I was plagued with running injuries my entire high school career. First it was Illiotibial band tendinitis in the left knee, then the right knee. Then came the stress fracture. Then the sprained ankle. I never had a chance to get in any sort of a rhythm, never had a chance to see any improvement.
Needless to say I was ecstatic when my career took off with the help of my coach, Michael Harlow. He knew what he was doing and as long as I listened to him, I remained injury free.
The beginning of this season however, I took a risk. While last year at Virginia Tech I had no excuse for loosing so much fitness in the off season, this off-season I was committed to something entirely different from triathlon training. Hiking was physical, that is true. But I managed to loose nearly all of my triathlon fitness. So when I returned home in January, ready to return to the life I had always known, getting back in shape became my priority.
So I came back to triathlon training at an intensity level like I had never left. My logic was simple, hiking was intense, stressful on almost every part of my body, so maybe my body could handle it. It held up against the track workouts, the three hour cycling rides and the miles of swimming each week. Of course there were the tweaks and small pains that scared me every now and then. Pulled lat, strained deltoid, tight hamstring.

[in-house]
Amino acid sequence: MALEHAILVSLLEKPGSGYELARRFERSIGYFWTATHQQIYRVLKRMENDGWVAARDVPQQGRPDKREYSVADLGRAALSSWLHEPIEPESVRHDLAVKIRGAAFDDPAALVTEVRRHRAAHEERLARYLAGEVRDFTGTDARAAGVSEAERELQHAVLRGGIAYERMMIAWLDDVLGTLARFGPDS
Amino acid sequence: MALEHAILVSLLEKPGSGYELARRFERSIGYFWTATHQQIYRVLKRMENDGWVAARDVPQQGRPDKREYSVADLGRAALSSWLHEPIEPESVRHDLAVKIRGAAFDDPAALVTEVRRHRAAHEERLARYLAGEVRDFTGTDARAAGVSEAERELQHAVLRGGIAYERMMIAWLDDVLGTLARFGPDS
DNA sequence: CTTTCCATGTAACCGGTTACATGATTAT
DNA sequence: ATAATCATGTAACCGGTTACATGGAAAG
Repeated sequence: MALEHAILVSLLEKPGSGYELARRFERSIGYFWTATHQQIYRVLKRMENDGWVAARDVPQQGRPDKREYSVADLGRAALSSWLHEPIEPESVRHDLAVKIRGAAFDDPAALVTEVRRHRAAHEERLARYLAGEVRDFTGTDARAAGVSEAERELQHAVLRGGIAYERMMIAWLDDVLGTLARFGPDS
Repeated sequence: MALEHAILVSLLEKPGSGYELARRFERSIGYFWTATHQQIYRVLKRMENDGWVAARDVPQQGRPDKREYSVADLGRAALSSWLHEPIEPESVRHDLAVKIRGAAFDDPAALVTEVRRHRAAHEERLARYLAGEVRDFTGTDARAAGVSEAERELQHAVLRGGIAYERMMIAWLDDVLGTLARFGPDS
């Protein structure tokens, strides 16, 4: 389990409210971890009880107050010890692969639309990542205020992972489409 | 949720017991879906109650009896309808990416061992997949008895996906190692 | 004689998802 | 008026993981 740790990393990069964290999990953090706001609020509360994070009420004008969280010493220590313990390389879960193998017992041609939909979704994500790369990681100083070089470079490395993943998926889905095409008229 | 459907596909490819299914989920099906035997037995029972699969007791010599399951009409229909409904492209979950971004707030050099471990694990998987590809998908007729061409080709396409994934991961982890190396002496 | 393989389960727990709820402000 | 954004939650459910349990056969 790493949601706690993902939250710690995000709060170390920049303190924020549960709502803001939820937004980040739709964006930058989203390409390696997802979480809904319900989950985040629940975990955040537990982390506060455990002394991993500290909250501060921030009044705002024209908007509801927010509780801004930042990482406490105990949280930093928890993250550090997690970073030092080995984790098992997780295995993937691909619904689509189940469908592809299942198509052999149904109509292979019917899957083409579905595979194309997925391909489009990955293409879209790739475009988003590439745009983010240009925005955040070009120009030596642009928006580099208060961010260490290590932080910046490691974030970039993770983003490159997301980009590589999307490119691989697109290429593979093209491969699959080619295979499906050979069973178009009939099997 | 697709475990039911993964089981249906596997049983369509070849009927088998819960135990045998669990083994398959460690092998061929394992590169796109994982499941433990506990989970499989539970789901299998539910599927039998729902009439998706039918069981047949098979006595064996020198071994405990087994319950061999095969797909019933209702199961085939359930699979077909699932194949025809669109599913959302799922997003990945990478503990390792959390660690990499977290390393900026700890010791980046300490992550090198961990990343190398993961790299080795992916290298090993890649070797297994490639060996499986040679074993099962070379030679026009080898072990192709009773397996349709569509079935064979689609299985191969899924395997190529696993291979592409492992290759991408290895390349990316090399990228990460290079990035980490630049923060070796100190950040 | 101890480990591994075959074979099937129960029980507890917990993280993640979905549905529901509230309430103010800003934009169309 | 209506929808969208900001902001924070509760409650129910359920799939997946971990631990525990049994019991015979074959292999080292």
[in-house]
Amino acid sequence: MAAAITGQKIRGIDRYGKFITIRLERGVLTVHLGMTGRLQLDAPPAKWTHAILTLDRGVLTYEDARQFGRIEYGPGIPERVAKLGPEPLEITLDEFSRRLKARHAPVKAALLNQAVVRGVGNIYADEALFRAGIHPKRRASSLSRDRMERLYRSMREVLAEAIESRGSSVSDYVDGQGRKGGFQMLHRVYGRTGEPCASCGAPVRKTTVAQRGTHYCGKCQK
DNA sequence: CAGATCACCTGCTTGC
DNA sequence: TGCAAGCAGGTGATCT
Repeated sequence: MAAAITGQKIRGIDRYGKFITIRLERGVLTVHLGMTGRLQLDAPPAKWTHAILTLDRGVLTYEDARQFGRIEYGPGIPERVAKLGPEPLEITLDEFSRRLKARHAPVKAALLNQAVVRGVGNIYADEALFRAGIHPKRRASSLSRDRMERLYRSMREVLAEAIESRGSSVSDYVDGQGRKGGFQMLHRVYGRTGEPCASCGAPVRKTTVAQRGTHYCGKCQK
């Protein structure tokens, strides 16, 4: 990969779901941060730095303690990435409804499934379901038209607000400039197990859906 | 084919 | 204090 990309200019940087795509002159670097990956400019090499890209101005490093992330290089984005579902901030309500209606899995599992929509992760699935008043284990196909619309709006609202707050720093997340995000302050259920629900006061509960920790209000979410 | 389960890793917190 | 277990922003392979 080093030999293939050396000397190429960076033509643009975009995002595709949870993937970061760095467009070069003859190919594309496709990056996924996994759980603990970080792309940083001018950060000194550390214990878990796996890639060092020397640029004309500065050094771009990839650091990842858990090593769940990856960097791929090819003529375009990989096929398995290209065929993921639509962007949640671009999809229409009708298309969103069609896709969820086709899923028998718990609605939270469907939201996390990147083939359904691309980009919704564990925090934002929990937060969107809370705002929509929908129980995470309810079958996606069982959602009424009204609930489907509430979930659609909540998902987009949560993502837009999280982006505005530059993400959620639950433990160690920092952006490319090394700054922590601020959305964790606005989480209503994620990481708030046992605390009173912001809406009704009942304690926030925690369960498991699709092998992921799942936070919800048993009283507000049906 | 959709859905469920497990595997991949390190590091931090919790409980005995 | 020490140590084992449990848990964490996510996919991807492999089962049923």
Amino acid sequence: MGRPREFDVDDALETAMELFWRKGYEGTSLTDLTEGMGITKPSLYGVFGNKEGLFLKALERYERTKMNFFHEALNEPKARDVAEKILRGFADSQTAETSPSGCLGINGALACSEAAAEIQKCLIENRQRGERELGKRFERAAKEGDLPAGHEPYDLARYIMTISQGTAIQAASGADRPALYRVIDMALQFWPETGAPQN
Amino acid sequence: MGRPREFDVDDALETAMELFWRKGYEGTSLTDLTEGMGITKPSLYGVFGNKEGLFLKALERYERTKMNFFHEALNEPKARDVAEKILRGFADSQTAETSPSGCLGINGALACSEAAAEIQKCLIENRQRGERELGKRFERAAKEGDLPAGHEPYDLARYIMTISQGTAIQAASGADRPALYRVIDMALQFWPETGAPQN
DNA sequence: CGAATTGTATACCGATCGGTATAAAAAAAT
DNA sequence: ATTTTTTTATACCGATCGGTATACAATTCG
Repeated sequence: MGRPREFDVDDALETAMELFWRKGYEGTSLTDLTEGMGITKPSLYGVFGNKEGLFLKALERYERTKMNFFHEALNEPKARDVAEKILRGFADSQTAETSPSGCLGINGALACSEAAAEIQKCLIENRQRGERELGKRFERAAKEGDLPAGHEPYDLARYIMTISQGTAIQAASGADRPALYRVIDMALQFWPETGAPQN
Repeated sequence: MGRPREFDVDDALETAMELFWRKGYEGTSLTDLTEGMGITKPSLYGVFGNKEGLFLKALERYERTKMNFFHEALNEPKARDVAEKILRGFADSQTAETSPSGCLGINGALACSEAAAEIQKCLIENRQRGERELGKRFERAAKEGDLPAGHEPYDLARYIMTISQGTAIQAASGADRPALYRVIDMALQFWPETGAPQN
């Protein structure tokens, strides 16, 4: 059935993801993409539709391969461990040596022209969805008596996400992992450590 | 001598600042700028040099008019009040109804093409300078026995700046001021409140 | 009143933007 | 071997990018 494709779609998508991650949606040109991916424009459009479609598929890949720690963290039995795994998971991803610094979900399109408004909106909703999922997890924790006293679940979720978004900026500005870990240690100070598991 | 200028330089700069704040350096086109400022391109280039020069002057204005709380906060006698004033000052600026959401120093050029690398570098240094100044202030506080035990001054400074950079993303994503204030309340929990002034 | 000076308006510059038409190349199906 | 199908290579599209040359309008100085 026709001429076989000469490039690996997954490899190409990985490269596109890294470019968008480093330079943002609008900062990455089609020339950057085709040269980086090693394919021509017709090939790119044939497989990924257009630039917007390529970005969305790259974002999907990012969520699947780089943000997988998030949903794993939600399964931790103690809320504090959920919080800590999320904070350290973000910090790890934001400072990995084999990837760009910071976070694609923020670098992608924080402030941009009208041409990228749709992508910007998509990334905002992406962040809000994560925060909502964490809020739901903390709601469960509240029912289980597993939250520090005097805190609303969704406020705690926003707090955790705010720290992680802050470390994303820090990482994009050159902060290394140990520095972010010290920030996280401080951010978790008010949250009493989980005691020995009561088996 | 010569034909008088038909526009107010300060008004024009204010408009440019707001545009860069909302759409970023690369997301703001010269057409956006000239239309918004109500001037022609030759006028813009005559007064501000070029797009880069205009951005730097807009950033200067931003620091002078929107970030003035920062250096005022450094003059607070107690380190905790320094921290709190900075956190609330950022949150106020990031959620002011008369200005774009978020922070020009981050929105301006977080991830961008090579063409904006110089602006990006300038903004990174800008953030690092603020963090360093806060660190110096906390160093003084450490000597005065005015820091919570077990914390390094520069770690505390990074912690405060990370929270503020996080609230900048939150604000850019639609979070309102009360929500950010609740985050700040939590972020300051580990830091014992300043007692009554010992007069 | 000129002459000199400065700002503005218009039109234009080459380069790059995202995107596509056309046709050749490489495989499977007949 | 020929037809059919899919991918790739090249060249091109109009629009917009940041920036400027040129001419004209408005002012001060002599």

But when my racing brought me back to the trails that at one time gave me the confidence to be headstrong so early in the season, the real injury came about.
With the off road duathlon this past weekend I ran over nine miles on the hilly, rocky, and slick trails surrounding Richmond. And probably not one of my better decisions, I ran the entire race in flimsy racing flats.
On Sunday morning I stepped out of bed in sheer agony. Besides the rather extreme soreness resulting from my poor recovery practices from the day before, my left foot was really killing me. After the first few footsteps away from my bed, I realized something was severely wrong.
So, Patient First gave me no diagnosis, a tacky blue Velcro boot, some crutches, and a note excusing me from work.
The next day however, Dr. Moose Herring told me what I feared, plantar fasciitis. However, with the rapid onset of the injury, the prognosis was not bleak. “Don’t run till Friday.” I’ll take that over the typical report that comes with plantar fasciitis.
I think I’ll be keeping to the roads for a while though.